The Massachusetts Department of Public Health is reporting that mosquitoes carrying West Nile Virus, a potentially serious disease spread by mosquito bites, have been found in Arlington, Boston, Brookline, Chelsea, Newton, and Waltham this season. No mosquito samples in Somerville have tested positive for the virus this year. However, Somerville and the communities of Everett, Malden, Medford, Revere, and Winthrop are now considered to be at moderate risk for West Nile Virus. The forecasted conditions (rain and continued warmth) are conducive to further spread of the virus across the area. Ongoing mosquito trapping in the area will monitor for evidence of additional risk. August and September are usually the periods of greatest West Nile Virus activity in Massachusetts.
What can you do to prevent mosquito-borne illness?
Avoid Mosquito Bites
· Apply Insect Repellent when Outdoors:
Use a repellent with DEET, oil of lemon eucalyptus or IR3535 according to the instructions on the product label. DEET products should not be used on infants under two months of age and should be used in concentrations of 30% or less on older children. Oil of lemon eucalyptus should not be used on children under three years of age.
· Be Aware of Peak Mosquito Hours:
The hours from dusk to dawn are peak biting times for many mosquitoes. Consider rescheduling outdoor activities that occur during evening or early morning.
· Wear Clothing that will cover your body:
Clothing can help reduce mosquito from having access to your skin. Wearing long-sleeves, long pants and socks when outdoors will help keep mosquitoes away from your skin.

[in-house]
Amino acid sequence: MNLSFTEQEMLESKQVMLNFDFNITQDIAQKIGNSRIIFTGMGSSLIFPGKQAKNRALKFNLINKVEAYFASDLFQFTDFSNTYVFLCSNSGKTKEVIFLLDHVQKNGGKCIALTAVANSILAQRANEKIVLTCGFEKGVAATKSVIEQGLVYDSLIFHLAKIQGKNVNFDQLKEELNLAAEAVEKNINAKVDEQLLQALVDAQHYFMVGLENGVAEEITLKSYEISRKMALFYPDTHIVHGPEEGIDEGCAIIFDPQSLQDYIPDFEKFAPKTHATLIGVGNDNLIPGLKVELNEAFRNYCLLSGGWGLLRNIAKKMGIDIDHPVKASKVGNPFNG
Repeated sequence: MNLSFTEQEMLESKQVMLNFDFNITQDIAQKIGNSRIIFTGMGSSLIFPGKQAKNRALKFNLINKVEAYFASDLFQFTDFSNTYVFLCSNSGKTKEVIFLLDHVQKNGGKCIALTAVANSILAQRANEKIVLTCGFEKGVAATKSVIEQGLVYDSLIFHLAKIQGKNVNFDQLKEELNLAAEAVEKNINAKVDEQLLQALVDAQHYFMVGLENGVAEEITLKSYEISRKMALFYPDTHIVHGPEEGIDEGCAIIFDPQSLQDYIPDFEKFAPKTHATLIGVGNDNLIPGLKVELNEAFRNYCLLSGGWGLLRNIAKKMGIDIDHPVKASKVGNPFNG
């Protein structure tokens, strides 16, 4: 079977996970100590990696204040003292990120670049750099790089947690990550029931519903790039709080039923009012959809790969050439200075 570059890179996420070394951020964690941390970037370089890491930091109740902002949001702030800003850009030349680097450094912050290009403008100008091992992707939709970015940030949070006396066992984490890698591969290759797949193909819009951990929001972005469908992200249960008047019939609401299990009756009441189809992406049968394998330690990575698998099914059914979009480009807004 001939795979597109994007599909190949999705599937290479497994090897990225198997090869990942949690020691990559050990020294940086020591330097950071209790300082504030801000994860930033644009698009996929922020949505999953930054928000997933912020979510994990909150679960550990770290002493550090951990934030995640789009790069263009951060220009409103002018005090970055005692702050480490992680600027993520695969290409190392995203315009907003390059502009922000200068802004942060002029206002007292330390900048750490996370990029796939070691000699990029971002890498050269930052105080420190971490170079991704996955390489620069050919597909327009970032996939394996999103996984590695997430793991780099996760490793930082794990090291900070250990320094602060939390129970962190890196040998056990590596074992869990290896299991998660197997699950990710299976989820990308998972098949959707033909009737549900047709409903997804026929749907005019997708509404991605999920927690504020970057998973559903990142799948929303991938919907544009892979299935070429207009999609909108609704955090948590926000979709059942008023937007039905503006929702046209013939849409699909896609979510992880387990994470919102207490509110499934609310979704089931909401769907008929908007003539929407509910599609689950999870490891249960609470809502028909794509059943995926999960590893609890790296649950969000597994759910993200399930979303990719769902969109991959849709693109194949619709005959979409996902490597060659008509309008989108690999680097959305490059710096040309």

Reduce Mosquito Breeding Areas
Mosquitoes lay their eggs in still or stagnant water found in catch basins, roof gutters clogged with leaves, old tires, flower pots, bird baths, swimming pool covers, buckets, cans, barrels, and other places where water can be trapped. You can greatly reduce the city’s mosquito population by removing mosquito breeding areas on your property.
· Empty or treat any items that hold water, such as flower pots, birdbaths, swimming pool covers, buckets, cans, and barrels. Do not leave water bowls outside for your animals when they are inside; empty the bowl when not being used.
· Clean rain gutters, leaves in downspouts, and pooled water on flat roofs. Remember to use caution when you clean out these items.
· Remove containers that may hold water in places that are hard to see, such as under bushes, porches, decks, or stairs.
Learn About Mosquito-borne Illness
· What is Mosquito-borne illness?
Mosquito-borne illness is illness spread by the bite of an infected mosquito.
In the Northeastern United States, it is usually caused by viruses such as
West Nile Virus (WNV) or Eastern Equine Encephalitis virus (EEEV). There
is a low risk of WNV infection following a mosquito bite. Most people bitten
by infected mosquitoes experience no illness or only mild illness, but a small
number of people can develop more serious disease.
· How is it spread?
Mosquito-borne illness is spread to people through the bite of an infected
· Am I at risk of becoming sick from mosquito bites?
The time of the year when mosquitoes are most active and most likely to
carry disease is between late July and late September, but if the weather
remains warm, the risk period can extend as late as November. People at
higher risk for developing serious symptoms from WNV are those over age
50, however EEEV can cause serious illness in any age group.
· What should I do if I get bitten by a mosquito?
Mosquito-borne illness is very rare in Somerville. Most mosquitoes don’t
carry viruses that cause human illness, and the risk of illness following a
mosquito bite is small. However, you should see your doctor immediately if
you develop high fever, confusion, severe headache, stiff neck, or if your eyes
become sensitive to light.